It works like this: Tables are set up with signs like operations, finance, marketing and so forth. Each table has a sign-up sheet with 20-minute time slots. Each table is staffed with either an employee of one of the sponsors or a local expert or business owner. Every 20 minutes a new session starts, and participants change tables.
This whole thing seems to work on several levels. First, it is inspiring to hang out with aspiring entrepreneurs. And 20 minutes seems to be long enough to assess the situation and get someone pointed in the right direction — or to at least keep the owner from going in the wrong direction. It also works because building a successful business requires being competent in many areas, so being able to cover six topics in one night can be critical to assessing weak spots and opportunities. This addresses a big problem for entrepreneurs, which is that many either don’t know where to go for help or don’t think they need any — an occupational hazard of being optimistic, confident and driven by passion!
I helped out at the marketing table for a couple of sessions and was able to see first hand how it works. One woman wanted advice on how to market her packaged baked goods to a major grocery chain that she was already selling baked goods to in bulk. She and her mother were doing all of the baking, using premium ingredients. She wanted to start selling them packaged goods because she hoped the gross profit would be better.
The use of the word “hope” raised two red flags. “What is your gross profit?” I asked. She said it was about 10 percent. “Isn’t that low?” I asked.
“Yes,” she said. “I am told it should be about 40 percent.”
That made more sense to me. But I asked another important question: “How much are you paying yourself and mother per hour?” Eight dollars, she said.
“Did you figure FICA taxes, workman’s compensation and unemployment compensation?” No, she had not.
That means that when she has to pay someone else to do the baking, there will be no gross profit, and she will be losing money on every sale. Or, she and her mother will continue to work for next to nothing. She explained that she wanted to further develop a relationship with the store and its people told her the price that they were willing to pay. (I recently had an extended conversation with a woman who makes cookies and has had similar issues.)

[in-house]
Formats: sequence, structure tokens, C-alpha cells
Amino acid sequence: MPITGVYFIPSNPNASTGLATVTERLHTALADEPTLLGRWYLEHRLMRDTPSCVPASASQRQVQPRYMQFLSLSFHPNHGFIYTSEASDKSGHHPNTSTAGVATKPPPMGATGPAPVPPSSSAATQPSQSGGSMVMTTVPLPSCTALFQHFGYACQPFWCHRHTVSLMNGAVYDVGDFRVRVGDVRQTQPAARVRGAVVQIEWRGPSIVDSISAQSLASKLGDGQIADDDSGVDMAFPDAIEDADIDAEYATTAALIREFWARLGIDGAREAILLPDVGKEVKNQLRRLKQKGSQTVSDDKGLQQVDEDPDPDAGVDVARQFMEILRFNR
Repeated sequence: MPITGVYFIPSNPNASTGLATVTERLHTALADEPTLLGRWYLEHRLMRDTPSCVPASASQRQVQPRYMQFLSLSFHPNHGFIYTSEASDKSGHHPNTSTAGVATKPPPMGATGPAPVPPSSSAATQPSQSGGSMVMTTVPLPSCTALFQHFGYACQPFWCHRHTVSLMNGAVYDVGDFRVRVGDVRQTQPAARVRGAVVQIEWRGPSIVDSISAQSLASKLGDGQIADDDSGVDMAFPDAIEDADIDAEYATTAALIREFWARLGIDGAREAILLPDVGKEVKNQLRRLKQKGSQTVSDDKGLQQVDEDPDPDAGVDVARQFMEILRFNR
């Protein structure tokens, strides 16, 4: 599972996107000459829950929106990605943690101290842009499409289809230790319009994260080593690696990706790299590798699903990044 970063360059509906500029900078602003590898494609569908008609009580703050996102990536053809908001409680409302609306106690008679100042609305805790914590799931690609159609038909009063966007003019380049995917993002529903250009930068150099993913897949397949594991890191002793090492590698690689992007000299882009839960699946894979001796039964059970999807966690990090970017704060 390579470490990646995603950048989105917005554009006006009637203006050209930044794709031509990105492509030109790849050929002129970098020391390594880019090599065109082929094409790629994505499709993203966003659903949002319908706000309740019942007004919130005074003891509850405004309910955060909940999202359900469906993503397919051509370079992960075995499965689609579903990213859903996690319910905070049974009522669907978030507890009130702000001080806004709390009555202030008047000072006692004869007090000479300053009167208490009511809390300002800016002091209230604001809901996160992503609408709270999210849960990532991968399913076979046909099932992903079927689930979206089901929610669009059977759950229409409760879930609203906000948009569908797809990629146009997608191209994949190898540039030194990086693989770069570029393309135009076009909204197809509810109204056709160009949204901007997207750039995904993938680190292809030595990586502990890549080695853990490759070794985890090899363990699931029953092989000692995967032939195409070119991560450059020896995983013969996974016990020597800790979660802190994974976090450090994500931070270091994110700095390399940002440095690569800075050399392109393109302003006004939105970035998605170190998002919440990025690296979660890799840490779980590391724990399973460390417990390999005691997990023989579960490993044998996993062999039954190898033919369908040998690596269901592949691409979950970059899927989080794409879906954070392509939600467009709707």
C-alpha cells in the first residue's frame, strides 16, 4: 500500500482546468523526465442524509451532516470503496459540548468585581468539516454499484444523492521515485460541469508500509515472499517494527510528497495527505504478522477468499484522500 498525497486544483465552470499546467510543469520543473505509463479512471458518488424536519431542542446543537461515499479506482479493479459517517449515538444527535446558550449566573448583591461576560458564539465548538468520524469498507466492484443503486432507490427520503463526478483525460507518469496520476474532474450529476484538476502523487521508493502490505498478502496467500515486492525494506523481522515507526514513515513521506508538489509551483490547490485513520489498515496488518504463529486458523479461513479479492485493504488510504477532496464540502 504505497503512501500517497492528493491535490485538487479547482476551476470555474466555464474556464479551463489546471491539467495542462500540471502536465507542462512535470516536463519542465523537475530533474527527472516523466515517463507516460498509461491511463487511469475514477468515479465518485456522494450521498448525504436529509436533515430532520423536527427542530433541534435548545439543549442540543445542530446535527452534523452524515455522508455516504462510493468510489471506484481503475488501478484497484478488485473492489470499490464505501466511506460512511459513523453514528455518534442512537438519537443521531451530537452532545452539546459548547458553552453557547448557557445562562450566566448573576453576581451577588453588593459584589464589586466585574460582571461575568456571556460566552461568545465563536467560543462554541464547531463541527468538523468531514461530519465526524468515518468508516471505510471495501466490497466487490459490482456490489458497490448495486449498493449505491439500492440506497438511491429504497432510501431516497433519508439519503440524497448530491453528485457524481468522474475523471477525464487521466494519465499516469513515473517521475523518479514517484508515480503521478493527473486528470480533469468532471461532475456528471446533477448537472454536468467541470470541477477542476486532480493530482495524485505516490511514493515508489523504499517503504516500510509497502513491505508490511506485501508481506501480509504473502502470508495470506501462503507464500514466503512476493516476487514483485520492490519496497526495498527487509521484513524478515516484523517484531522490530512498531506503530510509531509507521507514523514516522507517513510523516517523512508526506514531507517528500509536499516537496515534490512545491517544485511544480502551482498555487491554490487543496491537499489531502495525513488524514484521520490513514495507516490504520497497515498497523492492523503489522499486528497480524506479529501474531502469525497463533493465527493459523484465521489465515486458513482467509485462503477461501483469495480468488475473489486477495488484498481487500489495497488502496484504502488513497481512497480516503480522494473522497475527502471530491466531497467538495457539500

My colleague at the marketing table, a Boston Beer marketing person, explained that she either needed to get them to pay more, or find stores that will. I explained to her that great marketing will not make up for bad math — in fact, if she gets better at marketing a product that is losing money, she will go out of business even faster. She seemed to accept that. She seemed appreciative and enlightened, and my partner and I certainly felt we gave her valuable advice. Will she take the advice?
I hope so. I am confident that there was a lot of good advice given out at the event and that many of the participants will be successful. The loan programs and guidance that Accion offer are helpful, and their default rate is low. It is not a cure for all issues entrepreneurial, but it is a good start. It would be great if every entrepreneur could find a mentor to help navigate the difficult waters of growing a business, but they are not easy to find. And maybe they aren’t always necessary.
Successful entrepreneurs are by nature resourceful and quick studies, and a 20-minute conversation on a particular subject might be all they need to get over a hurdle. In reality, the biggest problem starting a business is not knowing what you don’t know, which can often be revealed in 20 minutes. Gaining the skills to surmount what you don’t know will take longer, but there are many resources out there that can help. There is one catch. You have to ask.
You know how when some guys are lost they will resist asking for directions and keep driving? It is something like that, but instead of staying lost or finding their way, there is a third possibility — they crash.